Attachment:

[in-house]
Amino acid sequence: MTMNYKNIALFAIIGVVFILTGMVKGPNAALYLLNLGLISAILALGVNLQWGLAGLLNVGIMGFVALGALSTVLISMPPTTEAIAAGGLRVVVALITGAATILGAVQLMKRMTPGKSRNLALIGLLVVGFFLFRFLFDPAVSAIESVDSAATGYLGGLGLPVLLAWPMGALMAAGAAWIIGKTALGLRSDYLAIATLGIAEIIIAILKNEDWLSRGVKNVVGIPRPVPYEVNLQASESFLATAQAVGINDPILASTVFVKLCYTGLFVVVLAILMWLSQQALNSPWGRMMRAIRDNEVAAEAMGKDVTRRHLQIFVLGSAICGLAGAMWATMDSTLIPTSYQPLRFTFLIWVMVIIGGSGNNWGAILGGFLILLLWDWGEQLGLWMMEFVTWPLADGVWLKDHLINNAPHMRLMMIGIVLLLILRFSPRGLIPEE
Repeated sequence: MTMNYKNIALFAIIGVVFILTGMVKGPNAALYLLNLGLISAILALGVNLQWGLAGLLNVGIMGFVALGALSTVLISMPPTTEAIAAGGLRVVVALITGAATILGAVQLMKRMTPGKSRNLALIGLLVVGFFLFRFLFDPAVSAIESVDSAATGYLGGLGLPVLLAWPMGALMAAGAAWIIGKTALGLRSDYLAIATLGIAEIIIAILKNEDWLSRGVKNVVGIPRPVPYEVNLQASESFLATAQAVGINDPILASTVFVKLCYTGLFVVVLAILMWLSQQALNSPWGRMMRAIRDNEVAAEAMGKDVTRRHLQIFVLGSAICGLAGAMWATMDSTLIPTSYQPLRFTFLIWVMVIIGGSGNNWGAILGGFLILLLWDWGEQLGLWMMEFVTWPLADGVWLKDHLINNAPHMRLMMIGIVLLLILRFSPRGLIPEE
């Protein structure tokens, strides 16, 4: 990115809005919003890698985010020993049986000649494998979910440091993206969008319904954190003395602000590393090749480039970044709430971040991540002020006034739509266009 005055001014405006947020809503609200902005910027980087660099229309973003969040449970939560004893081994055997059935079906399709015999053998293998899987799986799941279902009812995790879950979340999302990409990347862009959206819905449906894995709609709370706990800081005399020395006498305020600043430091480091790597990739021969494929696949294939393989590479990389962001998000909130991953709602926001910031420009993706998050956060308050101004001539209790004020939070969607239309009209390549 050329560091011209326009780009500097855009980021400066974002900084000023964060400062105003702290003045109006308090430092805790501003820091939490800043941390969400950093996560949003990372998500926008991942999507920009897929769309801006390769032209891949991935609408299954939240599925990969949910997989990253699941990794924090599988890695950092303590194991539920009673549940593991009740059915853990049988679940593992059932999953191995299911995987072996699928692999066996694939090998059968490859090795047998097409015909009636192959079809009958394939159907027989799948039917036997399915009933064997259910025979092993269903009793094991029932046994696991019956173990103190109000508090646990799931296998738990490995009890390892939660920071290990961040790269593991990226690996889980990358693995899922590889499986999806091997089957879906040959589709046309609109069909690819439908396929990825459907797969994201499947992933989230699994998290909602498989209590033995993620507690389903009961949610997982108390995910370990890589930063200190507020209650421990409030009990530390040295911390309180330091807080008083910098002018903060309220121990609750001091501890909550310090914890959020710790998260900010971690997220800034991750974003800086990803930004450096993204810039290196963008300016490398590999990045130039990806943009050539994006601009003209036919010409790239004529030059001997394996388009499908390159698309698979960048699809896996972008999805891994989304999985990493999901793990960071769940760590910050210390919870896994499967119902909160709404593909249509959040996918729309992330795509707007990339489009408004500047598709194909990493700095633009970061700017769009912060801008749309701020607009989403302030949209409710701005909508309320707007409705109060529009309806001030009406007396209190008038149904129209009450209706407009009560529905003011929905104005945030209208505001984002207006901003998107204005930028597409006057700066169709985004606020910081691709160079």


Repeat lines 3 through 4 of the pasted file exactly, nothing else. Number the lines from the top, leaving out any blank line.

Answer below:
Repeated sequence: MTMNYKNIALFAIIGVVFILTGMVKGPNAALYLLNLGLISAILALGVNLQWGLAGLLNVGIMGFVALGALSTVLISMPPTTEAIAAGGLRVVVALITGAATILGAVQLMKRMTPGKSRNLALIGLLVVGFFLFRFLFDPAVSAIESVDSAATGYLGGLGLPVLLAWPMGALMAAGAAWIIGKTALGLRSDYLAIATLGIAEIIIAILKNEDWLSRGVKNVVGIPRPVPYEVNLQASESFLATAQAVGINDPILASTVFVKLCYTGLFVVVLAILMWLSQQALNSPWGRMMRAIRDNEVAAEAMGKDVTRRHLQIFVLGSAICGLAGAMWATMDSTLIPTSYQPLRFTFLIWVMVIIGGSGNNWGAILGGFLILLLWDWGEQLGLWMMEFVTWPLADGVWLKDHLINNAPHMRLMMIGIVLLLILRFSPRGLIPEE
């Protein structure tokens, strides 16, 4: 990115809005919003890698985010020993049986000649494998979910440091993206969008319904954190003395602000590393090749480039970044709430971040991540002020006034739509266009 005055001014405006947020809503609200902005910027980087660099229309973003969040449970939560004893081994055997059935079906399709015999053998293998899987799986799941279902009812995790879950979340999302990409990347862009959206819905449906894995709609709370706990800081005399020395006498305020600043430091480091790597990739021969494929696949294939393989590479990389962001998000909130991953709602926001910031420009993706998050956060308050101004001539209790004020939070969607239309009209390549 050329560091011209326009780009500097855009980021400066974002900084000023964060400062105003702290003045109006308090430092805790501003820091939490800043941390969400950093996560949003990372998500926008991942999507920009897929769309801006390769032209891949991935609408299954939240599925990969949910997989990253699941990794924090599988890695950092303590194991539920009673549940593991009740059915853990049988679940593992059932999953191995299911995987072996699928692999066996694939090998059968490859090795047998097409015909009636192959079809009958394939159907027989799948039917036997399915009933064997259910025979092993269903009793094991029932046994696991019956173990103190109000508090646990799931296998738990490995009890390892939660920071290990961040790269593991990226690996889980990358693995899922590889499986999806091997089957879906040959589709046309609109069909690819439908396929990825459907797969994201499947992933989230699994998290909602498989209590033995993620507690389903009961949610997982108390995910370990890589930063200190507020209650421990409030009990530390040295911390309180330091807080008083910098002018903060309220121990609750001091501890909550310090914890959020710790998260900010971690997220800034991750974003800086990803930004450096993204810039290196963008300016490398590999990045130039990806943009050539994006601009003209036919010409790239004529030059001997394996388009499908390159698309698979960048699809896996972008999805891994989304999985990493999901793990960071769940760590910050210390919870896994499967119902909160709404593909249509959040996918729309992330795509707007990339489009408004500047598709194909990493700095633009970061700017769009912060801008749309701020607009989403302030949209409710701005909508309320707007409705109060529009309806001030009406007396209190008038149904129209009450209706407009009560529905003011929905104005945030209208505001984002207006901003998107204005930028597409006057700066169709985004606020910081691709160079």